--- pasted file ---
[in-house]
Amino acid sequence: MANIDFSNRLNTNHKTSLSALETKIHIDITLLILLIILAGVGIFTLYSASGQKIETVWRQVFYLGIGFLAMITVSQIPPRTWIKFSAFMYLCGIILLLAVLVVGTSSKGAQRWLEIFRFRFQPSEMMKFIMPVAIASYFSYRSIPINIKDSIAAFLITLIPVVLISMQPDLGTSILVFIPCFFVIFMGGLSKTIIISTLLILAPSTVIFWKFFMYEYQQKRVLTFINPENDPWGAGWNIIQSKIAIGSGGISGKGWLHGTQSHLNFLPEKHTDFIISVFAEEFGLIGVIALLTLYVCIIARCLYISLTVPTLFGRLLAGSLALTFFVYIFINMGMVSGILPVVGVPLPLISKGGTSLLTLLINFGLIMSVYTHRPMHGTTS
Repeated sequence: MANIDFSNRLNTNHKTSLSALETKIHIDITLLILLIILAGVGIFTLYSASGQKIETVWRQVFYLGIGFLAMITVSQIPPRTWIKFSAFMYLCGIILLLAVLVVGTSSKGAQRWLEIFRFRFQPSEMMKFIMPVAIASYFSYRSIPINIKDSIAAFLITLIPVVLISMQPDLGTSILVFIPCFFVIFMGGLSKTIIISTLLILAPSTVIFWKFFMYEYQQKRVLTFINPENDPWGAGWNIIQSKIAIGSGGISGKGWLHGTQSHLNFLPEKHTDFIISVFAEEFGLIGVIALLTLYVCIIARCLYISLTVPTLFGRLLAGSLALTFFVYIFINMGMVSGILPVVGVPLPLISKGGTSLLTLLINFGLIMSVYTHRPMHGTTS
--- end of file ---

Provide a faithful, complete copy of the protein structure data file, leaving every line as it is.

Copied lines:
[in-house]
Amino acid sequence: MANIDFSNRLNTNHKTSLSALETKIHIDITLLILLIILAGVGIFTLYSASGQKIETVWRQVFYLGIGFLAMITVSQIPPRTWIKFSAFMYLCGIILLLAVLVVGTSSKGAQRWLEIFRFRFQPSEMMKFIMPVAIASYFSYRSIPINIKDSIAAFLITLIPVVLISMQPDLGTSILVFIPCFFVIFMGGLSKTIIISTLLILAPSTVIFWKFFMYEYQQKRVLTFINPENDPWGAGWNIIQSKIAIGSGGISGKGWLHGTQSHLNFLPEKHTDFIISVFAEEFGLIGVIALLTLYVCIIARCLYISLTVPTLFGRLLAGSLALTFFVYIFINMGMVSGILPVVGVPLPLISKGGTSLLTLLINFGLIMSVYTHRPMHGTTS
Repeated sequence: MANIDFSNRLNTNHKTSLSALETKIHIDITLLILLIILAGVGIFTLYSASGQKIETVWRQVFYLGIGFLAMITVSQIPPRTWIKFSAFMYLCGIILLLAVLVVGTSSKGAQRWLEIFRFRFQPSEMMKFIMPVAIASYFSYRSIPINIKDSIAAFLITLIPVVLISMQPDLGTSILVFIPCFFVIFMGGLSKTIIISTLLILAPSTVIFWKFFMYEYQQKRVLTFINPENDPWGAGWNIIQSKIAIGSGGISGKGWLHGTQSHLNFLPEKHTDFIISVFAEEFGLIGVIALLTLYVCIIARCLYISLTVPTLFGRLLAGSLALTFFVYIFINMGMVSGILPVVGVPLPLISKGGTSLLTLLINFGLIMSVYTHRPMHGTTS